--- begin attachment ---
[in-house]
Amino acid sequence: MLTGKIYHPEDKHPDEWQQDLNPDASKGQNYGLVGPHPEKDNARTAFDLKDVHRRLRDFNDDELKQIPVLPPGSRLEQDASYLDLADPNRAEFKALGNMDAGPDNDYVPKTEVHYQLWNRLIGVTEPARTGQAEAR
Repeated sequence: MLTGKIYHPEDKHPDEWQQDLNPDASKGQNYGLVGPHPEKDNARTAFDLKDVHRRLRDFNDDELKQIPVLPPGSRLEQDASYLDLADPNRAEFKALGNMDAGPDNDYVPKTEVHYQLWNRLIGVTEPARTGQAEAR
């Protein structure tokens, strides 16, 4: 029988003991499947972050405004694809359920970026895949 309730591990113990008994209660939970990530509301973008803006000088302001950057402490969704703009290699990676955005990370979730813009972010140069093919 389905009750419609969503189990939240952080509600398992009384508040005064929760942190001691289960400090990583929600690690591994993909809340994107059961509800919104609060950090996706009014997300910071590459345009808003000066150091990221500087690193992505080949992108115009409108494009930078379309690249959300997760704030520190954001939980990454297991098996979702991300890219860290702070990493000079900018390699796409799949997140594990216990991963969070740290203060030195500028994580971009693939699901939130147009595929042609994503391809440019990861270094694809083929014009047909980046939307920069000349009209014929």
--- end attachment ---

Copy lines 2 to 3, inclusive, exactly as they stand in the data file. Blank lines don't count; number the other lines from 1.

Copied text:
Amino acid sequence: MLTGKIYHPEDKHPDEWQQDLNPDASKGQNYGLVGPHPEKDNARTAFDLKDVHRRLRDFNDDELKQIPVLPPGSRLEQDASYLDLADPNRAEFKALGNMDAGPDNDYVPKTEVHYQLWNRLIGVTEPARTGQAEAR
Repeated sequence: MLTGKIYHPEDKHPDEWQQDLNPDASKGQNYGLVGPHPEKDNARTAFDLKDVHRRLRDFNDDELKQIPVLPPGSRLEQDASYLDLADPNRAEFKALGNMDAGPDNDYVPKTEVHYQLWNRLIGVTEPARTGQAEAR